Author Topic: Anyone with Something Similar  (Read 8616 times)

Offline Aley

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Re: Anyone with Something Similar
« Reply #9 on: Friday 26 January 07 18:07 GMT (UK) »
Hi Louise,
It was found in an attic. The owner of the house traced down the other owner
before her and they didn't know it was there  (never used the attic). So I was asked to find info on it.  She said on the back had,  Ross Coat Of Arms. That's all I know.

Aley

Bott from Yorkshire, Davison from Durham, Ross from Inverness, Scotland, Robinson from England, Simpson from Scotland, Elliott from Yorkshire

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Offline Aley

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Re: Anyone with Something Similar
« Reply #10 on: Sunday 28 January 07 19:17 GMT (UK) »
Spent a short time at a library and found this under the name Ross.

Motto; Rosam ne Rode, a Fox issuant with a rose in his mouth. [ Charles Ross son to Ross of Kildace 1672].
Motto; Caute non Astute, A Fox passant.
Motto; Spes Aspera Levat, a Fox head.

Found in, The General Armory of England, Ireland, Scotland , Wales.
Fairbairn's Crests Family.

Aley
Bott from Yorkshire, Davison from Durham, Ross from Inverness, Scotland, Robinson from England, Simpson from Scotland, Elliott from Yorkshire

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Offline behindthefrogs

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Re: Anyone with Something Similar
« Reply #11 on: Sunday 28 January 07 22:24 GMT (UK) »
Motto; Caute non Astute, A Fox passant.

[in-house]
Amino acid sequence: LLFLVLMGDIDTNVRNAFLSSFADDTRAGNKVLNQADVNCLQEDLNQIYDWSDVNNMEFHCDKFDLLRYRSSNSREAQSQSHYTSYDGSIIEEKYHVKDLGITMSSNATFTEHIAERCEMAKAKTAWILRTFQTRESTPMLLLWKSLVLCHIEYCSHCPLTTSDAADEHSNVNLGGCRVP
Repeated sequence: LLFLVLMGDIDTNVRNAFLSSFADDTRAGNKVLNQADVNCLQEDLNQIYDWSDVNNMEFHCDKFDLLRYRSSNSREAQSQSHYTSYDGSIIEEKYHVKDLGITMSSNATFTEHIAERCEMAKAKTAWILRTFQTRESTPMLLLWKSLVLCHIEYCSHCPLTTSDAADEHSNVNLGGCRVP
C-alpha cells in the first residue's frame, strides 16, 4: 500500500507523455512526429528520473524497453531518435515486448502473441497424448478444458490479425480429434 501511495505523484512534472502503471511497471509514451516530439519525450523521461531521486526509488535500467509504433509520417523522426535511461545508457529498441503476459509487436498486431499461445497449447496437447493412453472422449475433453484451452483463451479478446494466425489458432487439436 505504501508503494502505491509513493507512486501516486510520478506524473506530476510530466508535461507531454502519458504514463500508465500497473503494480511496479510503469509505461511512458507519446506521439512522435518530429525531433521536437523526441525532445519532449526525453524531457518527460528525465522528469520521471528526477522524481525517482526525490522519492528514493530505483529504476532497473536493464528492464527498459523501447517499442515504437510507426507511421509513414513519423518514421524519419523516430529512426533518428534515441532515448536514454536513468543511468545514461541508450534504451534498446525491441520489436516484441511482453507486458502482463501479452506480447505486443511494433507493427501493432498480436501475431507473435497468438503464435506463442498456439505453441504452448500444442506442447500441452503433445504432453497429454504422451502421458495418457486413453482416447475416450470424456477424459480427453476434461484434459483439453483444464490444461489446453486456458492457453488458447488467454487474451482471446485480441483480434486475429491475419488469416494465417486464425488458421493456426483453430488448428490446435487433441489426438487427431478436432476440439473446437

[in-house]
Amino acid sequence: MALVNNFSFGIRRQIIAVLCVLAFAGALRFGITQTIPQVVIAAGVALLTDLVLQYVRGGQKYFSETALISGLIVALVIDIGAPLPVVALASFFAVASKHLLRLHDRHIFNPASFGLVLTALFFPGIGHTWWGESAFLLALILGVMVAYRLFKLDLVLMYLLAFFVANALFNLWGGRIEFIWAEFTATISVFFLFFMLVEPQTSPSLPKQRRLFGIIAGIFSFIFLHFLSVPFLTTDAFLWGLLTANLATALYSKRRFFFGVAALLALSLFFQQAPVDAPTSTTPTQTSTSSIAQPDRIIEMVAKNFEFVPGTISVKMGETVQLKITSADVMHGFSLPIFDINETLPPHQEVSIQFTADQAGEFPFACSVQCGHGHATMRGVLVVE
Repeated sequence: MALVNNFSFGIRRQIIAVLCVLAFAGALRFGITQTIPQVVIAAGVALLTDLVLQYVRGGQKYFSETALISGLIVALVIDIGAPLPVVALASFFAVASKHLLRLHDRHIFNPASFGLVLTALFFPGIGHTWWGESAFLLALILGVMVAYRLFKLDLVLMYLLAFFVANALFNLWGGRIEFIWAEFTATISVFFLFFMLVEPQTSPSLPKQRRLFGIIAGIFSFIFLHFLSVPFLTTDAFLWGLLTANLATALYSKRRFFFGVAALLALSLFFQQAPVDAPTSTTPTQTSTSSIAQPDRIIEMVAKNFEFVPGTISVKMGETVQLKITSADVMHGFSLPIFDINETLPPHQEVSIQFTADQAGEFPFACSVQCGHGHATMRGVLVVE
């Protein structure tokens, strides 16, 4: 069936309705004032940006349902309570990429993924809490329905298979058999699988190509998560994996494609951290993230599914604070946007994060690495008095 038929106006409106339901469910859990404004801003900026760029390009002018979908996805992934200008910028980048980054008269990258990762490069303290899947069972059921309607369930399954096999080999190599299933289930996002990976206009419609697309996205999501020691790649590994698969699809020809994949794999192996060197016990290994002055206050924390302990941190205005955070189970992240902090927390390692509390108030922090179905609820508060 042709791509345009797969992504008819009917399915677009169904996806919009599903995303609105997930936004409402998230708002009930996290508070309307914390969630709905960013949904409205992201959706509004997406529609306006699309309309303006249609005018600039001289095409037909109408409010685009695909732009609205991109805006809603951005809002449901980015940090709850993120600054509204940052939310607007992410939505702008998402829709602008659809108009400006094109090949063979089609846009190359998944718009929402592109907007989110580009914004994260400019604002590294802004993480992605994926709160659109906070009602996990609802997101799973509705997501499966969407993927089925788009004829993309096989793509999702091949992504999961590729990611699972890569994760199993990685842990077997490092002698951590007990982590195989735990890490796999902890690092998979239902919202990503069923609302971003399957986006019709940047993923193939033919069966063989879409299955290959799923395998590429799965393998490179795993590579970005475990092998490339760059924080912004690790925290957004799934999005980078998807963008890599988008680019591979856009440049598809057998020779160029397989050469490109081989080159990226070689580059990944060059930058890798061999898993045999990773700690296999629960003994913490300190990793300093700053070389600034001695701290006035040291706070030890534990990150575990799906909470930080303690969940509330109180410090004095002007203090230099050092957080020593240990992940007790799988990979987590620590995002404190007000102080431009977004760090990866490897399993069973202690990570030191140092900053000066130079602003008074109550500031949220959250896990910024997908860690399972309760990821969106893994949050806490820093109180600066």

Found in, The General Armory of England, Ireland, Scotland , Wales.
Fairbairn's Crests Family.

Aley


The above is of course a better description of the fox in your illustration although not quite the traditional "passant".  Sorry I missed this one when I consulted Fairbairns I used the wrong fox (the running one) when I searched.  The only other information is that it is a Scottish crest.

David
Living in Berkshire from Northampton & Milton Keynes
DETAILS OF MY NAMES ARE IN SURNAME INTERESTS, LINK AT FOOT OF PAGE
Wilson, Higgs, Buswell, PARCELL, Matthews, TAMKIN, Seckington, Pates, Coupland, Webb, Arthur, MAYNARD, Caves, Norman, Winch, Culverhouse, Drakeley.
Johnson, Routledge, SHIRT, SAICH, Mills, SAUNDERS, EDLIN, Perry, Vickers, Pakeman, Griffiths, Marston, Turner, Child, Sheen, Gray, Woolhouse, Stevens, Batchelor
Census Info is Crown Copyright from www.nationalarchives.gov.uk

Offline Aley

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Re: Anyone with Something Similar
« Reply #12 on: Tuesday 27 March 07 19:54 BST (UK) »
Still looking for more info on this Coat of Arms.

Aley
Bott from Yorkshire, Davison from Durham, Ross from Inverness, Scotland, Robinson from England, Simpson from Scotland, Elliott from Yorkshire

Offline lcsnor

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Re: Anyone with Something Similar
« Reply #13 on: Tuesday 27 March 07 19:57 BST (UK) »
Aley,
I sent it off to my Dad last week so I'll let you know what he thinks when he gets a chance to have a look at it.  Right now he tells me he's sinking under months of mail!
L
Desperately seeking:
Martha Ann Keily - Limerick/Woolwich mid 1800s
Mary Jane Hawkins - Bridgwater c.1835